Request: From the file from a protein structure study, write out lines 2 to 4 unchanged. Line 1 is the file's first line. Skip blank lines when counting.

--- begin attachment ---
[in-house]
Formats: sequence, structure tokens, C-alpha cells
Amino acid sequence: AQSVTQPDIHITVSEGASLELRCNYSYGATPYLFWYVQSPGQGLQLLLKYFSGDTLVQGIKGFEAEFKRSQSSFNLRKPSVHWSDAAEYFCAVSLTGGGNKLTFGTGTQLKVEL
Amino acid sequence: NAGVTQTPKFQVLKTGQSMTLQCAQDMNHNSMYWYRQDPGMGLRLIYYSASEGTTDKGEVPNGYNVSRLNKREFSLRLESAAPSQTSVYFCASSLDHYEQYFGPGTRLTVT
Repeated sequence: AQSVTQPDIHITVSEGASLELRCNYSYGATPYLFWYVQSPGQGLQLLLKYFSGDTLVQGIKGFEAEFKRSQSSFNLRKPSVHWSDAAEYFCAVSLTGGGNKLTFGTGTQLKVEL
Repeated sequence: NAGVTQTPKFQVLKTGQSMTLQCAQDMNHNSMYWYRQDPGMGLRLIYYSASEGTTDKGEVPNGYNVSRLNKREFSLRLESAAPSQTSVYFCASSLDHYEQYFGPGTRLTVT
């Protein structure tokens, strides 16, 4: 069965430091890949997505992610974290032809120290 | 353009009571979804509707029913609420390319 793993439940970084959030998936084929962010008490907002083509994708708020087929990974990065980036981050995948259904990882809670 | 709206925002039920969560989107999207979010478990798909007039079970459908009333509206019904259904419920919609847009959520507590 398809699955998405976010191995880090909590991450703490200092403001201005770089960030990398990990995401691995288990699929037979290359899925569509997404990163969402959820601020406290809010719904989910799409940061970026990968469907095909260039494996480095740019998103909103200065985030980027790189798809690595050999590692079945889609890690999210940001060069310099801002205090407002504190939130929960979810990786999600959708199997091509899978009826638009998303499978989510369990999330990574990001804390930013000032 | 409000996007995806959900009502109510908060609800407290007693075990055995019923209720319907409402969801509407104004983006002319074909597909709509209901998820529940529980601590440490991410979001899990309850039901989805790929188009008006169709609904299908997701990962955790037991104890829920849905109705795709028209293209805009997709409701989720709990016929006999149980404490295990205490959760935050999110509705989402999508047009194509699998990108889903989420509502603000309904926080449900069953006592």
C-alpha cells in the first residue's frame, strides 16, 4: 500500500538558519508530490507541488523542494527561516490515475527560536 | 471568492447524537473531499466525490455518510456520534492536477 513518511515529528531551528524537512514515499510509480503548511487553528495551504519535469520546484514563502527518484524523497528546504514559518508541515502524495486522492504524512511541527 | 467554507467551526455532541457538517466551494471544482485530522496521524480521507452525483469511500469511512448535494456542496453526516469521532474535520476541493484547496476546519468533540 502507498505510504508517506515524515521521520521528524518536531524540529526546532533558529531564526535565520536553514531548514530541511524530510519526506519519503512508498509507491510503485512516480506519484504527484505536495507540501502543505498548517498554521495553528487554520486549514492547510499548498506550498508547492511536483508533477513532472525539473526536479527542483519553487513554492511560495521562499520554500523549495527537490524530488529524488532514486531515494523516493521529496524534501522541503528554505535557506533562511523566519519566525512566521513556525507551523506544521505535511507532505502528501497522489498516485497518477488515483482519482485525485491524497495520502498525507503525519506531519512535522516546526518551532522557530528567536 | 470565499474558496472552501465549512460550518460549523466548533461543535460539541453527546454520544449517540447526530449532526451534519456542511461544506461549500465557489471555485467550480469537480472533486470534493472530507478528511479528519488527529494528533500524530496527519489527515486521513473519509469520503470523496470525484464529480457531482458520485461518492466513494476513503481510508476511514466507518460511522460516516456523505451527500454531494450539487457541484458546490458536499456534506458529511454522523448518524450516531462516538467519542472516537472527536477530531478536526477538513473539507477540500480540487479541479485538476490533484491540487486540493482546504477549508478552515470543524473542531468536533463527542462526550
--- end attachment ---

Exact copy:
Formats: sequence, structure tokens, C-alpha cells
Amino acid sequence: AQSVTQPDIHITVSEGASLELRCNYSYGATPYLFWYVQSPGQGLQLLLKYFSGDTLVQGIKGFEAEFKRSQSSFNLRKPSVHWSDAAEYFCAVSLTGGGNKLTFGTGTQLKVEL
Amino acid sequence: NAGVTQTPKFQVLKTGQSMTLQCAQDMNHNSMYWYRQDPGMGLRLIYYSASEGTTDKGEVPNGYNVSRLNKREFSLRLESAAPSQTSVYFCASSLDHYEQYFGPGTRLTVT